- Brendan McDermid/Reuters
- There have been several significant developments regarding President Donald Trump’s longtime lawyer Michael Cohen in the past day.
- He appears to be sending signals to the president that he’s readying to cooperate with investigators.
- A former prosecutor said it looked as if Cohen was “getting weak in the knees.”
Michael Cohen looks to have sent President Donald Trump a lot of signals in recent days.
“He may be trying to send a message to Trump that he is prepared to cooperate unless…..” the Harvard law professor Alan Dershowitz, who often speaks with Trump, told Business Insider in response to the flurry of news from the past 24 hours.
On Tuesday, Cohen, the president’s longtime attorney, hired Guy Petrillo as the latest lawyer representing him the criminal investigation taking place in the Southern District of New York. Petrillo, a partner at Petrillo Klein & Boxer, has extensive experience in the district.
Cohen is under criminal investigation there on suspicion of campaign-finance violations, bank fraud, wire fraud, illegal lobbying, and possible other crimes following FBI raids on his home, office, and hotel room in April. Experts told Business Insider that Petrillo was the kind of attorney you would hire if you were looking to cut a deal in such a case.
The legal-team shake-up drove rumors that Cohen may decide to provide investigators with information on the president as a part of his cooperation with the government. Those rumors intensified with several developments.
First, The Wall Street Journal reported that Cohen had frequently told his friends in recent months that he was frustrated Trump hadn’t offered to pay his legal bills. Those fees are “bankrupting” Cohen, the report said, and Cohen believes Trump owes him for his years of loyalty.
The Trump campaign had paid Cohen’s legal bills as they related to the special counsel Robert Mueller’s investigation of Russian interference in the 2016 presidential election. Those payments did not cover the investigation taking place in the Southern District of New York. People familiar with the payments told The Journal that Trump’s family paid for part of Cohen’s legal bills as they related to the strenuous document review taking place in SDNY, but the president’s family did not agree to cover all of Cohen’s costs.
Meanwhile, one of Cohen’s New York associates told CNN that the lawyer “knows a lot of things about the president and he’s not averse to talking in the right situation.”
“If they want information on Trump, he’s willing to give it,” the person said.
Another friend of Cohen’s told the outlet that “he feels let down by him and isolated by him.”
Whether Cohen ultimately decides to cooperate, a third friend said, depends on how serious any indictment is against him.
‘He’s getting weak in the knees’
On Wednesday, another wrinkle emerged in the Cohen saga.
ABC News reported that Cohen resigned from his post on the Republican National Committee. And, in a letter Cohen wrote to the RNC’s chairwoman, Ronna McDaniel, that was obtained by the outlet, Cohen criticized the president’s much-maligned family-separation policy at the US-Mexico border in a rare rebuke of his old boss.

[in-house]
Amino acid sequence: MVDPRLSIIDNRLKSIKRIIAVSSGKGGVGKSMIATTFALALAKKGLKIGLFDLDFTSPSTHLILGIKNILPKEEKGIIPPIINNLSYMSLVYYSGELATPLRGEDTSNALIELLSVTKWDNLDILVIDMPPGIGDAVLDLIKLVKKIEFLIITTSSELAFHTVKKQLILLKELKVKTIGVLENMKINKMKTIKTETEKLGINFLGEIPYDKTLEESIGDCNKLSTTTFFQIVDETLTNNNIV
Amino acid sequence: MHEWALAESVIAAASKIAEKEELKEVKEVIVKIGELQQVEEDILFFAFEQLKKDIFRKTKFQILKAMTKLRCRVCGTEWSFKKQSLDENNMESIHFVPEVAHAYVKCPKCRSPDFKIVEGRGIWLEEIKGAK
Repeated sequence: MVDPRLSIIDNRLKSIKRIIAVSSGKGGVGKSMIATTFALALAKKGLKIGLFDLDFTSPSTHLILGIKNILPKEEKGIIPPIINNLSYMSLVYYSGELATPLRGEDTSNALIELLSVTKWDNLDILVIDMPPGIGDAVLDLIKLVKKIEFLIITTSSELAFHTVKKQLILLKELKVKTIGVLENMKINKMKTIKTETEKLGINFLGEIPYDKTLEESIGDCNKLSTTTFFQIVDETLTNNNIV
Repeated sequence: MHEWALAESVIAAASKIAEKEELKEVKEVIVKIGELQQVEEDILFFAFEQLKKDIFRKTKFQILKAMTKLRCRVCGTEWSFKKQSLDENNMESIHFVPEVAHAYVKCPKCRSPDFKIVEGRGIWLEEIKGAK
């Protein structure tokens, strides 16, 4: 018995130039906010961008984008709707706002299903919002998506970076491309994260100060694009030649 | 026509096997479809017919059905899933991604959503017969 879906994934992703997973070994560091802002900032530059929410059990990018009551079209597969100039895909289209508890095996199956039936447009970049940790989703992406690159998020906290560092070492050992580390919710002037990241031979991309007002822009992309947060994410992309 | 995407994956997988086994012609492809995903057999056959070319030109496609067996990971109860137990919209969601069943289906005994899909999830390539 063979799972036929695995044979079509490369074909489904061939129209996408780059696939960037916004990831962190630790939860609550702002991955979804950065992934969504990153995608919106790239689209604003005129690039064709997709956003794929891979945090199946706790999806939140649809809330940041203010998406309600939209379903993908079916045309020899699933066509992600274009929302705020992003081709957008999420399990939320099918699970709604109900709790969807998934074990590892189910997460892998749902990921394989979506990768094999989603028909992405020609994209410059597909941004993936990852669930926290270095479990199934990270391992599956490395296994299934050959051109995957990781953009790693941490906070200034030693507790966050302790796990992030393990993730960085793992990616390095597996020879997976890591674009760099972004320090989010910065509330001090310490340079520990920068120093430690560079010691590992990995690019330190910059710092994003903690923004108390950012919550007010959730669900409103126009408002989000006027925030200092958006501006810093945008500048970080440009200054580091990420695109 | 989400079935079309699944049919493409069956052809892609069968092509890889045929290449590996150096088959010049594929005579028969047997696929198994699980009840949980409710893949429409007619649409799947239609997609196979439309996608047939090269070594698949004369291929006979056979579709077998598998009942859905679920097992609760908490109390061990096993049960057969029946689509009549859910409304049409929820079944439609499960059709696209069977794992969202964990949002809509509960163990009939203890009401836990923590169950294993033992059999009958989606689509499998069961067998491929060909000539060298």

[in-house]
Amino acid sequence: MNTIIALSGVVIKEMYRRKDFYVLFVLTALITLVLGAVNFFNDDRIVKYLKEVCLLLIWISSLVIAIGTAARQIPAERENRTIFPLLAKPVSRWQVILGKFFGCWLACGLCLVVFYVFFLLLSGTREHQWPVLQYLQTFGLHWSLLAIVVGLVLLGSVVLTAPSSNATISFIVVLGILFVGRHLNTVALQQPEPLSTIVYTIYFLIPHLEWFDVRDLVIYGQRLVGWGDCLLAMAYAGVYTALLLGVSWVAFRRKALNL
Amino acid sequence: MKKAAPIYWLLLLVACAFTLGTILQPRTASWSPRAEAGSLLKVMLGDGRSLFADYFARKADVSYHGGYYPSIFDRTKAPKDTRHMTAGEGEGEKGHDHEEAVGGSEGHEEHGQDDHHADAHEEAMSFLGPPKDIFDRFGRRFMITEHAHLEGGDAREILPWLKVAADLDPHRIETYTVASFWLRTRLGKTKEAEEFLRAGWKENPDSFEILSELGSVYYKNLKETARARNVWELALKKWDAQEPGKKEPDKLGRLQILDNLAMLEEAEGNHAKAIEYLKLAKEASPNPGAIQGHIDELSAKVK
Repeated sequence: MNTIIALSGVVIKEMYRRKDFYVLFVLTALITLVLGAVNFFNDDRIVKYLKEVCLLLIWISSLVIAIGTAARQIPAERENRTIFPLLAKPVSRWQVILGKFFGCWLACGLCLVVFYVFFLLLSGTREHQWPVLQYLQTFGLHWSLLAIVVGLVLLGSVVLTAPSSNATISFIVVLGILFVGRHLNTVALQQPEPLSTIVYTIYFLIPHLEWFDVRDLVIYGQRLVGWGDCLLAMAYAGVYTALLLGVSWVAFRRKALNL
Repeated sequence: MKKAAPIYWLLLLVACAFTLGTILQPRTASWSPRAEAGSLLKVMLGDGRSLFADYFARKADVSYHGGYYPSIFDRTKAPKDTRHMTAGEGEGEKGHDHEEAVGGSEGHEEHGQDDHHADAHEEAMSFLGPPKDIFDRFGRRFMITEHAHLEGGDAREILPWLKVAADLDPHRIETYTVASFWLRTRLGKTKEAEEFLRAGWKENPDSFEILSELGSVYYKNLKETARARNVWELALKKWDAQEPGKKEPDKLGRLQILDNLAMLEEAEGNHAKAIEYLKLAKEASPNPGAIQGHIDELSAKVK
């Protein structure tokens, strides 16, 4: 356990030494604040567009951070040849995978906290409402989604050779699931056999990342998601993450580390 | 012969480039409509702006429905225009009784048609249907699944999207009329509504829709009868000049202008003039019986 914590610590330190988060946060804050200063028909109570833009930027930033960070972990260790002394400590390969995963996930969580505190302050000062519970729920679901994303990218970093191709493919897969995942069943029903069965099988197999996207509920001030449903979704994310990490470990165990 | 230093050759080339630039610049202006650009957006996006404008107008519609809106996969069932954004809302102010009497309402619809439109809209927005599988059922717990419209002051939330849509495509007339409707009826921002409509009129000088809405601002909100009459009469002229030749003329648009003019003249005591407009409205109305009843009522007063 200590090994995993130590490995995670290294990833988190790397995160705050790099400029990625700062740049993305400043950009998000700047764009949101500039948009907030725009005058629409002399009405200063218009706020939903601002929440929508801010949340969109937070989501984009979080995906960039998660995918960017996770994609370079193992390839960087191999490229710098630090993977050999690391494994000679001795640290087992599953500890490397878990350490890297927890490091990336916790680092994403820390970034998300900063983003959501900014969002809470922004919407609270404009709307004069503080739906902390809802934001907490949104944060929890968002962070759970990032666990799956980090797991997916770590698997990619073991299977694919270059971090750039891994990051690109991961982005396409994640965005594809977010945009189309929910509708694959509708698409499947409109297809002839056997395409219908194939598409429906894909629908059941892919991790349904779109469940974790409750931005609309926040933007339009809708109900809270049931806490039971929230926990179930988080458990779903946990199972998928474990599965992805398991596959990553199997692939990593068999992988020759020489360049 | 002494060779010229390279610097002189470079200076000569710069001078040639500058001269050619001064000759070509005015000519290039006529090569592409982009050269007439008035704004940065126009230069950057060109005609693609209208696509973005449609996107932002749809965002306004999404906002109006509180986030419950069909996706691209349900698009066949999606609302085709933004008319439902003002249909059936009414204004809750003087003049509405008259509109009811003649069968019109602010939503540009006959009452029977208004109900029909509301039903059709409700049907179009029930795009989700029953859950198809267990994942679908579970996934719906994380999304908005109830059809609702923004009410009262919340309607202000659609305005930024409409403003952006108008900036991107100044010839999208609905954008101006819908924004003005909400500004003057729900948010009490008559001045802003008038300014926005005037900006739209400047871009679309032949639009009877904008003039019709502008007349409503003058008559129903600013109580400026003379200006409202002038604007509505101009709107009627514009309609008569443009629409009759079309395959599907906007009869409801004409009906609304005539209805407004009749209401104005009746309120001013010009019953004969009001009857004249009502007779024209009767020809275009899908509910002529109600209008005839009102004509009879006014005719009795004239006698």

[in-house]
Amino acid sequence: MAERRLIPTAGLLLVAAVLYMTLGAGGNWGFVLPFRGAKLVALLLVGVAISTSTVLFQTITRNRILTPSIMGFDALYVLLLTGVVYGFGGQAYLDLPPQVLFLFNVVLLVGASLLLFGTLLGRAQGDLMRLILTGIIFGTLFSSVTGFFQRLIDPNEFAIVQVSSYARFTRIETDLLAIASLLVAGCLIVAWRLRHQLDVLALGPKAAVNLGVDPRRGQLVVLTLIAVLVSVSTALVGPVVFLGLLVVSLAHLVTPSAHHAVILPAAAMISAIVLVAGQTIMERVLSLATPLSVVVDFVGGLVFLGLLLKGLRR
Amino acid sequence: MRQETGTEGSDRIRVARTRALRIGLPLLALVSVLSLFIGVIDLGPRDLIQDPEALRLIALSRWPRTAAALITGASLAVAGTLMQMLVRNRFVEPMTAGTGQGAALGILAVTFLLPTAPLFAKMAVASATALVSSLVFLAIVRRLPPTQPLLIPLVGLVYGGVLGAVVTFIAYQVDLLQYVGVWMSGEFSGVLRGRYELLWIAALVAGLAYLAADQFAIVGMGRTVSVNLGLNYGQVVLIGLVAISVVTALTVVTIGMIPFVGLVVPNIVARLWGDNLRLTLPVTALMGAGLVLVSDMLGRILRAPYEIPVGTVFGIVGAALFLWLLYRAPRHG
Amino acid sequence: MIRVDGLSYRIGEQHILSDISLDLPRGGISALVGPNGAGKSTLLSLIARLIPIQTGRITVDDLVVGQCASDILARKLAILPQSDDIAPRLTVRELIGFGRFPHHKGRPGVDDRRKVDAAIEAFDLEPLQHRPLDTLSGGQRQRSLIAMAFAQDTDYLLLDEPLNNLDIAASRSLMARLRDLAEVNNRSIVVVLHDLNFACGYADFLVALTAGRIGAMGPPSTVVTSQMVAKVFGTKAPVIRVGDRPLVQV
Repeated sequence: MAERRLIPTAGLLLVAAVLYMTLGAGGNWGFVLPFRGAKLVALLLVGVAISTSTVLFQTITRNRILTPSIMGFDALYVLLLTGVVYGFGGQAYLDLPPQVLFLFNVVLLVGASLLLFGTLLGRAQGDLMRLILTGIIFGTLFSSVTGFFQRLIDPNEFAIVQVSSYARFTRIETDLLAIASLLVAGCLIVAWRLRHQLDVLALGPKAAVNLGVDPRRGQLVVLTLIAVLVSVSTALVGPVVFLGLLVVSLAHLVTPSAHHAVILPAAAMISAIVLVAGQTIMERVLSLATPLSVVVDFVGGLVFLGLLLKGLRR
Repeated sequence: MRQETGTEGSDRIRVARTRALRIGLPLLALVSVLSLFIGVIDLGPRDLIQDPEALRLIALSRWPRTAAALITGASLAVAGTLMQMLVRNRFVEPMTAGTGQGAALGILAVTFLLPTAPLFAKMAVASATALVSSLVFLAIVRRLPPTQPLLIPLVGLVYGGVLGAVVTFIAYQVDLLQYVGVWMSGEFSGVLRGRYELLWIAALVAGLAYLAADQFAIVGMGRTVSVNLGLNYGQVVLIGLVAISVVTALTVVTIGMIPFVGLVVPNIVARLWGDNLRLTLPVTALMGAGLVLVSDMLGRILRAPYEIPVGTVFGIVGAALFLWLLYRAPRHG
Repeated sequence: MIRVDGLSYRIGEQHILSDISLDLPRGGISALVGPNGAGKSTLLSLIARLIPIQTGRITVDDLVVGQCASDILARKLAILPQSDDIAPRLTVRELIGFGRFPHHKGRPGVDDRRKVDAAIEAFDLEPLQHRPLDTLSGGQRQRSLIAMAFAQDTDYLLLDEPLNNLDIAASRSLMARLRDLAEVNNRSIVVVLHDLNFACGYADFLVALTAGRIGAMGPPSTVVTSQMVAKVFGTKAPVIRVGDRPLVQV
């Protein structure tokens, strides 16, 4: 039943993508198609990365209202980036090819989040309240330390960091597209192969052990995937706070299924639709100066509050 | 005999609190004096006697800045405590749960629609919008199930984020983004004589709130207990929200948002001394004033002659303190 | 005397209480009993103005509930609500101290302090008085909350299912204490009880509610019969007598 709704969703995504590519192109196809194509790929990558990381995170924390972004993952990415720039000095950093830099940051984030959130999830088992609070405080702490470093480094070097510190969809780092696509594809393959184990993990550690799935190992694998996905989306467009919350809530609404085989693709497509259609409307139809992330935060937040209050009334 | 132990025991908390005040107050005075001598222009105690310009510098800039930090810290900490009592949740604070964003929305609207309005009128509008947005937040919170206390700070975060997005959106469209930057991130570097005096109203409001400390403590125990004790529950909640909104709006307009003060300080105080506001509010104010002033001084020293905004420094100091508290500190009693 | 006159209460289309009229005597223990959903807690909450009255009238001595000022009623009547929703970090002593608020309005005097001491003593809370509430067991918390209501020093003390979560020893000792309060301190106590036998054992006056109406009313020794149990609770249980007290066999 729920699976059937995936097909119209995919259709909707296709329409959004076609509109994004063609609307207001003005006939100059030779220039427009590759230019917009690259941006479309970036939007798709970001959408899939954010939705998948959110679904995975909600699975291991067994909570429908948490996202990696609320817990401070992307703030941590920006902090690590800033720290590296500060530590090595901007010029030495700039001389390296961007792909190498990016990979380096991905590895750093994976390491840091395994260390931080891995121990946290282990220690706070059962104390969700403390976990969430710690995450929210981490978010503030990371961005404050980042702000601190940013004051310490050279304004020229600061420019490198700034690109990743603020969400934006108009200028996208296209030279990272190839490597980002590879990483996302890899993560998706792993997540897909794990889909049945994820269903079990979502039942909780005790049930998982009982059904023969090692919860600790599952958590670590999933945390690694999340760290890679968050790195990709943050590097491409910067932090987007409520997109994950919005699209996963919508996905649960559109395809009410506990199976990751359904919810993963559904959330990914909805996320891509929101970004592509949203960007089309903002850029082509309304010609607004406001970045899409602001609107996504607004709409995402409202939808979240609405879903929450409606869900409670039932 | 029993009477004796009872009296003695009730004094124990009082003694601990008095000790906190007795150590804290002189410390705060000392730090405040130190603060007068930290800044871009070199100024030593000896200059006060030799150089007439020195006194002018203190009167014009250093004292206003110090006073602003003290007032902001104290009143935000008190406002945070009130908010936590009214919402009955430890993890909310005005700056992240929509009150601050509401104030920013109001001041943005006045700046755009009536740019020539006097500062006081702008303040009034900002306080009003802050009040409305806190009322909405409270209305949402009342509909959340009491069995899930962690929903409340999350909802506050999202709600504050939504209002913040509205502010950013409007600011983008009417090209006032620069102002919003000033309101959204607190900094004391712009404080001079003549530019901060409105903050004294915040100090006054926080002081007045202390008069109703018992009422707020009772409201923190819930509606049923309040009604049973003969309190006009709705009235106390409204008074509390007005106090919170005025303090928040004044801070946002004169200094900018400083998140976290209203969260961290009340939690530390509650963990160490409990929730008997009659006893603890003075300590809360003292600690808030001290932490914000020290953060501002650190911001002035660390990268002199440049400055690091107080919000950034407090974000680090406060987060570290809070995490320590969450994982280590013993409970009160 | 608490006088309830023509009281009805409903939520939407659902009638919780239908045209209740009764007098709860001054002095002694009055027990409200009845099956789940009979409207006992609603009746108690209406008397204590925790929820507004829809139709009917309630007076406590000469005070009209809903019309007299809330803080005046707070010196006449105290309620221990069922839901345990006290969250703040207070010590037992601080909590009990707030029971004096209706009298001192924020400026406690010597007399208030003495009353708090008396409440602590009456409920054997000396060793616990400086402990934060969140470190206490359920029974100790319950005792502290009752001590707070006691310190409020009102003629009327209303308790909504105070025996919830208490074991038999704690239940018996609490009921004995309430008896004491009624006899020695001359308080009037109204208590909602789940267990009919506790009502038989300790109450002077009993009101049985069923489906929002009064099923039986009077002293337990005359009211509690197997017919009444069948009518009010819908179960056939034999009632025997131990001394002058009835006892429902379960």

“As the son of a Polish holocaust survivor, the images and sounds of this family separation policy is heart wrenching,” Cohen wrote. “While I strongly support measures that will secure our porous borders, children should never be used as bargaining chips.”
An RNC official told Business Insider that Cohen hadn’t done any work for the organization in months.
“He’s getting weak in the knees,” Roland Riopelle, a partner at Sercarz & Riopelle who was formerly a federal prosecutor in the Southern District, told Business Insider. “He’s not going to go the distance.”
Cohen is gearing up to cooperate with investigators, Riopelle said.
“That’s the meaning of all this, frankly,” he said, adding that Petrillo was “the person you want to be negotiating with the government over a cooperation deal.”
Riopelle said it remained unclear how much of a deal Cohen could really make, especially because he has not yet met with prosecutors. A deal in SDNY will look much different from some of the deals that have been made in Mueller’s investigation, he said.
“He’s not going to get one count of making a false statement and cooperate against Trump – he’s going to get eight counts with potential sentencing exposure of 1,000 years and we’ll see where it goes from there,” Riopelle said. “He’ll have to snake his way out of it.”
In reviewing the documents obtained by the FBI in the April raids, Cohen has “seen how bad the case is,” Riopelle said.
“I think he’s panicking because he knows what the lawyers have discussed with him,” he said.
Prior to Cohen’s latest wave of moves, Trump expressed no fears about his old attorney and the investigation facing him.
“I did nothing wrong,” Trump told reporters outside the White House on Friday when asked about Cohen possibly “flipping” on him. “You have to understand, this stuff would’ve come out a long time ago. I did nothing wrong. I don’t do anything wrong.”